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Innovative technologies to accurately model waves and moored ship motions

Wim van der Molen , Marius Rossouw , Dave Phelp , Kishan Tulsi , Luther Terblanche

CSIR Built Environment, PO Box 320, Stellenbosch, 7599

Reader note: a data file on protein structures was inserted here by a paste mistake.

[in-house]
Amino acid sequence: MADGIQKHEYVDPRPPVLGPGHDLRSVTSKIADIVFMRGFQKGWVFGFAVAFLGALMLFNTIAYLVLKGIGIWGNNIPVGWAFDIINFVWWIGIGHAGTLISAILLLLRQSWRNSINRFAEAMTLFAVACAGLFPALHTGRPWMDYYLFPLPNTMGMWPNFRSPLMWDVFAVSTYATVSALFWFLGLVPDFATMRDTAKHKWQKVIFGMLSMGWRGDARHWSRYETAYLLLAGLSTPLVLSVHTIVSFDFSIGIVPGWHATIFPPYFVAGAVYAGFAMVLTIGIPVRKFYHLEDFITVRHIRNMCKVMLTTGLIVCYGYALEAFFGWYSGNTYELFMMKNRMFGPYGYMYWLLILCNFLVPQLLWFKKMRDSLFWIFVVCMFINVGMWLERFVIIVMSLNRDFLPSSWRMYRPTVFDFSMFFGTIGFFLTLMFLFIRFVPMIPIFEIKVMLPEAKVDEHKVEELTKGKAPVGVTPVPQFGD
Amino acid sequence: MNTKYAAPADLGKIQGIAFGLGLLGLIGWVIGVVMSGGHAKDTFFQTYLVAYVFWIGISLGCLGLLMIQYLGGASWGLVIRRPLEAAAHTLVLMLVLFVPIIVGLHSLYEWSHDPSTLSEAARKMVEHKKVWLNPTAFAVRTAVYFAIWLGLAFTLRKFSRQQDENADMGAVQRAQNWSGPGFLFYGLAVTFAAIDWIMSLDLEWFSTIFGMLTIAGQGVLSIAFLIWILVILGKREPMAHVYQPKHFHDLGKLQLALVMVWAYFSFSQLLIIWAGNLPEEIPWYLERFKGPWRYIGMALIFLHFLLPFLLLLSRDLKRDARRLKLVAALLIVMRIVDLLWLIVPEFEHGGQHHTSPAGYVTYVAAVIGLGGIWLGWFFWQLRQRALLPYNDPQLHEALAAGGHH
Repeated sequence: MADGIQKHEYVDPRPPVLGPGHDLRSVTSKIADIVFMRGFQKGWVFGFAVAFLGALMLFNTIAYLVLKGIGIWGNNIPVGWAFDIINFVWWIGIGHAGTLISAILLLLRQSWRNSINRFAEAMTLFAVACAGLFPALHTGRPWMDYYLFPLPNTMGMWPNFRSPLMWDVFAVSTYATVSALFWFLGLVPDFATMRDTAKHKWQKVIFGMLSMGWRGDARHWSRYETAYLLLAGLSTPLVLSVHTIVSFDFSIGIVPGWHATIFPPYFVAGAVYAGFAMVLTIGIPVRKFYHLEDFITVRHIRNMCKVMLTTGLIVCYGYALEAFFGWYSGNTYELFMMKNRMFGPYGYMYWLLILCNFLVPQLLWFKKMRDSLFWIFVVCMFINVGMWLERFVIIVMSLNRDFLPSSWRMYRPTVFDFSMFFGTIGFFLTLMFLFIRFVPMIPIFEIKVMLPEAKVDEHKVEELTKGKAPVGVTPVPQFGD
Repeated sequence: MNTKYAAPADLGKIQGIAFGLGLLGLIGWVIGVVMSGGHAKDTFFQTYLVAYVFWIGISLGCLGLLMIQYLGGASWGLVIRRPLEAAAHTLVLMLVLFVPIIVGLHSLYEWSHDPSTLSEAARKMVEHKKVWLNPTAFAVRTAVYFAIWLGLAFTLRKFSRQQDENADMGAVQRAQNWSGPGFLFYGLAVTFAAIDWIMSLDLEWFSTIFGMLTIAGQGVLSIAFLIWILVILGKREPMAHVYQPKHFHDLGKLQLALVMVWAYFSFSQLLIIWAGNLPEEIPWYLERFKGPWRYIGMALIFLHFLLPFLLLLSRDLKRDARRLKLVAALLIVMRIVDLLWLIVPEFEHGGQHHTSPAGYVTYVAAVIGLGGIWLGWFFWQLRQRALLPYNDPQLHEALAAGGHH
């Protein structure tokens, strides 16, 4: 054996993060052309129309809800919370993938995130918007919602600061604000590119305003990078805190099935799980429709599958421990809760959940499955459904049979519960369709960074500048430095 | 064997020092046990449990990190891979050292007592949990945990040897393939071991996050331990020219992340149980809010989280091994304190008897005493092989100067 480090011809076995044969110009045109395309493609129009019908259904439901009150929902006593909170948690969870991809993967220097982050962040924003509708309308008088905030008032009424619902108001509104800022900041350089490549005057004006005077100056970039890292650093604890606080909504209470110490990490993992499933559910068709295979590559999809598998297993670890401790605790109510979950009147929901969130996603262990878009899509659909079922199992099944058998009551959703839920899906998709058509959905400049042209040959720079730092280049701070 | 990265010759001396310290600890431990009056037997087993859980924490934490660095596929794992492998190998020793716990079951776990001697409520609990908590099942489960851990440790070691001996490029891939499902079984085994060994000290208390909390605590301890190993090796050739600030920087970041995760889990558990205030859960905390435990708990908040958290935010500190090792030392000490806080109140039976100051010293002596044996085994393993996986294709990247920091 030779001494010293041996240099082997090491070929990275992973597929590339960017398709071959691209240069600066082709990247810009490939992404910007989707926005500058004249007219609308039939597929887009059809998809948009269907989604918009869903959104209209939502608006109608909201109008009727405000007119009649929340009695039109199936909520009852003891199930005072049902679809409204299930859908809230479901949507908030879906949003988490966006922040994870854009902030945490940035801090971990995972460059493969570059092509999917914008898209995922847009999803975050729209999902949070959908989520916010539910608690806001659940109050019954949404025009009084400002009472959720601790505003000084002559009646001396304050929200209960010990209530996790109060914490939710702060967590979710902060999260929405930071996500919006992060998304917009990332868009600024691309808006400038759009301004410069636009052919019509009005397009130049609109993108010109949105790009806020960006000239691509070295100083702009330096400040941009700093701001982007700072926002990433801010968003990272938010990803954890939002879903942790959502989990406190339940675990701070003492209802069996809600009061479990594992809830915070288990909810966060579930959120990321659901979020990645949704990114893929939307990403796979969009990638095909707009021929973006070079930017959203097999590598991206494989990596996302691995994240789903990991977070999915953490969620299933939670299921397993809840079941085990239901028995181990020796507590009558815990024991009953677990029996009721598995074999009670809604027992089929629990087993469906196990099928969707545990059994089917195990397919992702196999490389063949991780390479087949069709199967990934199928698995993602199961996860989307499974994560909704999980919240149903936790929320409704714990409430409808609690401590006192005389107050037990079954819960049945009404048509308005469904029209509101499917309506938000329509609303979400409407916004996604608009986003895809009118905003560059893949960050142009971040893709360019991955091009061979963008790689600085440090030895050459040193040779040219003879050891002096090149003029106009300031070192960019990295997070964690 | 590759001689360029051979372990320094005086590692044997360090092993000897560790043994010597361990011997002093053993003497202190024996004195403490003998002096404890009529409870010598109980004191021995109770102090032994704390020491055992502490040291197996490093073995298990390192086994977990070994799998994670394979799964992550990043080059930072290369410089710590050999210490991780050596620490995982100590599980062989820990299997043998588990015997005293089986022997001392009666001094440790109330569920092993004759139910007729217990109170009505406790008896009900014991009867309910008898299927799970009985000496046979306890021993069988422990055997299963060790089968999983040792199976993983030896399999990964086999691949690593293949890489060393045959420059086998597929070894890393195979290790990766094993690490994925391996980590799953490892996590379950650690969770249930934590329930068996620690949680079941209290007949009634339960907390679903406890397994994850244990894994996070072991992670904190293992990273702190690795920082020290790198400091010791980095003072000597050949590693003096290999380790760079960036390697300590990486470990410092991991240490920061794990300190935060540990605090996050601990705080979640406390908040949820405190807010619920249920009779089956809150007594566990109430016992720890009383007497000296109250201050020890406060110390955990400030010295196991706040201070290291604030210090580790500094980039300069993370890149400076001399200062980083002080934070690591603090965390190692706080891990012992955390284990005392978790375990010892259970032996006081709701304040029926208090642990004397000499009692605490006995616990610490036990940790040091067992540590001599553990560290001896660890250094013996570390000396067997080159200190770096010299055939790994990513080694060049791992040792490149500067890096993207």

Reference: BE29-PA-F Abstract Late in 2009 CSIR Built Environment in Stellenbosch was awarded a contract to carry out extensive physical and numerical modelling to study the wave conditions and associated moored ship motions, for the design of a new iron ore export jetty for BHP Billiton, at Port Hedland in north-west Australia. International consultants WF Baird and Associates are reviewing all technical aspects of the project and also have staff attending the tests. The project had tight deadlines and required extreme accuracy of modelling due to the small nature of the long-period design waves. It is this long-wave energy that has the ability to excite the large moored bulk-ore carrier vessels, which can be in excess of 300 000 Dead Weight Ton (DWT). A numerical model of the 1:100 scale laboratory wave basin of 35 m by 60 m has also been set up to verify the numerical modelling approach. Direct use of the physical model results for vessel downtime calculations is not realistic since the area of interest is much larger than the modelled domain. Therefore the calibrated numerical model will be used, after verification, to model all the different combinations of extreme wave, wind and current conditions. Waves in the scale model are generated by a 24-m-long bank of shallow water wave generators (recently imported from the UK). Research was also carried out to ensure that the boundaries of the physical model were covered with a wave-absorbent slope to eliminate erroneous wave reflections. Model waves were also accurately measured (to 0,2 mm) by a CSIR-developed Keofloat system at each berth and in the basin, using video image processing technology. A similar technology was used to measure the moored ship motions. Strain gauges were used to measure mooring and fender forces. Another aspect of the model study was to physically and numerically model the effect of loaded ships passing close to the moored vessels. This proved to be a critical aspect of the terminal design, as the allowable passing distance would have a significant effect on the area and volume of seabed required to be dredged. The operational safety of the moored vessels during loading also had to be determined as part of the design. Any downtime or delays to these large vessels could be very costly to the terminal operators. This project highlights the many technologies developed and used by the CSIR to undertake specialist studies, both physical and numerical, to support the design of safe harbours and terminals. This paper will briefly describe those key technologies. 1 Physical modelling